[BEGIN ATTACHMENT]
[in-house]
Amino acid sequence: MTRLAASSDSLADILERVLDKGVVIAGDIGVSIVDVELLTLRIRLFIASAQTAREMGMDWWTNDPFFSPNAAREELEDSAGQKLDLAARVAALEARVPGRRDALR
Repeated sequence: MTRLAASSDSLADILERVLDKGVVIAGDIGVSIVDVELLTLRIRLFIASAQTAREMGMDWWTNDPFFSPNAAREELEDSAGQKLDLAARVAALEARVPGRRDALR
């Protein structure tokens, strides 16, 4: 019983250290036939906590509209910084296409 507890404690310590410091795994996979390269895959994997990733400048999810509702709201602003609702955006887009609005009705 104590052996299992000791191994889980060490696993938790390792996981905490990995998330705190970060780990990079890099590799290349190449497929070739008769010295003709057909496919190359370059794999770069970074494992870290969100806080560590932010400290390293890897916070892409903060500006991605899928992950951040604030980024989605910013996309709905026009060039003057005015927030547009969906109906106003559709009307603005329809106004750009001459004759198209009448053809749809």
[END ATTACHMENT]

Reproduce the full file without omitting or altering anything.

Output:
[in-house]
Amino acid sequence: MTRLAASSDSLADILERVLDKGVVIAGDIGVSIVDVELLTLRIRLFIASAQTAREMGMDWWTNDPFFSPNAAREELEDSAGQKLDLAARVAALEARVPGRRDALR
Repeated sequence: MTRLAASSDSLADILERVLDKGVVIAGDIGVSIVDVELLTLRIRLFIASAQTAREMGMDWWTNDPFFSPNAAREELEDSAGQKLDLAARVAALEARVPGRRDALR
């Protein structure tokens, strides 16, 4: 019983250290036939906590509209910084296409 507890404690310590410091795994996979390269895959994997990733400048999810509702709201602003609702955006887009609005009705 104590052996299992000791191994889980060490696993938790390792996981905490990995998330705190970060780990990079890099590799290349190449497929070739008769010295003709057909496919190359370059794999770069970074494992870290969100806080560590932010400290390293890897916070892409903060500006991605899928992950951040604030980024989605910013996309709905026009060039003057005015927030547009969906109906106003559709009307603005329809106004750009001459004759198209009448053809749809």